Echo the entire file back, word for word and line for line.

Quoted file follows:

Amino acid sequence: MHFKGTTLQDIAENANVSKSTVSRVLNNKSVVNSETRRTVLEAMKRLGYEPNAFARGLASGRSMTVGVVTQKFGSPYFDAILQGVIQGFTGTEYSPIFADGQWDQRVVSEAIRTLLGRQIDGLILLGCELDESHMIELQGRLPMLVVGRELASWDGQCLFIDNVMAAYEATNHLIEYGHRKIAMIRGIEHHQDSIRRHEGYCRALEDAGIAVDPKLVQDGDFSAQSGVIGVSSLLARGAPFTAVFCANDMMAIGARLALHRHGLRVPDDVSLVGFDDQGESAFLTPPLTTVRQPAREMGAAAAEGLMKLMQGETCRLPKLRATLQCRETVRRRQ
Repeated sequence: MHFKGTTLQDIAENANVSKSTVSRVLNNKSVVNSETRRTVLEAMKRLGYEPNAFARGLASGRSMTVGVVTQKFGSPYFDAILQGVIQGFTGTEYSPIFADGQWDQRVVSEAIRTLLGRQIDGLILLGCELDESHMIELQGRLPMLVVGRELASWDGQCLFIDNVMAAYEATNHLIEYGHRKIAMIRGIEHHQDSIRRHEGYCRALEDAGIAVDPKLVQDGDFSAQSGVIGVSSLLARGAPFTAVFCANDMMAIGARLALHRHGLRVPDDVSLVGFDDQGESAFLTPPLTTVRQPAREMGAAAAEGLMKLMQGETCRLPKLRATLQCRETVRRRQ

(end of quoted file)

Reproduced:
Amino acid sequence: MHFKGTTLQDIAENANVSKSTVSRVLNNKSVVNSETRRTVLEAMKRLGYEPNAFARGLASGRSMTVGVVTQKFGSPYFDAILQGVIQGFTGTEYSPIFADGQWDQRVVSEAIRTLLGRQIDGLILLGCELDESHMIELQGRLPMLVVGRELASWDGQCLFIDNVMAAYEATNHLIEYGHRKIAMIRGIEHHQDSIRRHEGYCRALEDAGIAVDPKLVQDGDFSAQSGVIGVSSLLARGAPFTAVFCANDMMAIGARLALHRHGLRVPDDVSLVGFDDQGESAFLTPPLTTVRQPAREMGAAAAEGLMKLMQGETCRLPKLRATLQCRETVRRRQ
Repeated sequence: MHFKGTTLQDIAENANVSKSTVSRVLNNKSVVNSETRRTVLEAMKRLGYEPNAFARGLASGRSMTVGVVTQKFGSPYFDAILQGVIQGFTGTEYSPIFADGQWDQRVVSEAIRTLLGRQIDGLILLGCELDESHMIELQGRLPMLVVGRELASWDGQCLFIDNVMAAYEATNHLIEYGHRKIAMIRGIEHHQDSIRRHEGYCRALEDAGIAVDPKLVQDGDFSAQSGVIGVSSLLARGAPFTAVFCANDMMAIGARLALHRHGLRVPDDVSLVGFDDQGESAFLTPPLTTVRQPAREMGAAAAEGLMKLMQGETCRLPKLRATLQCRETVRRRQ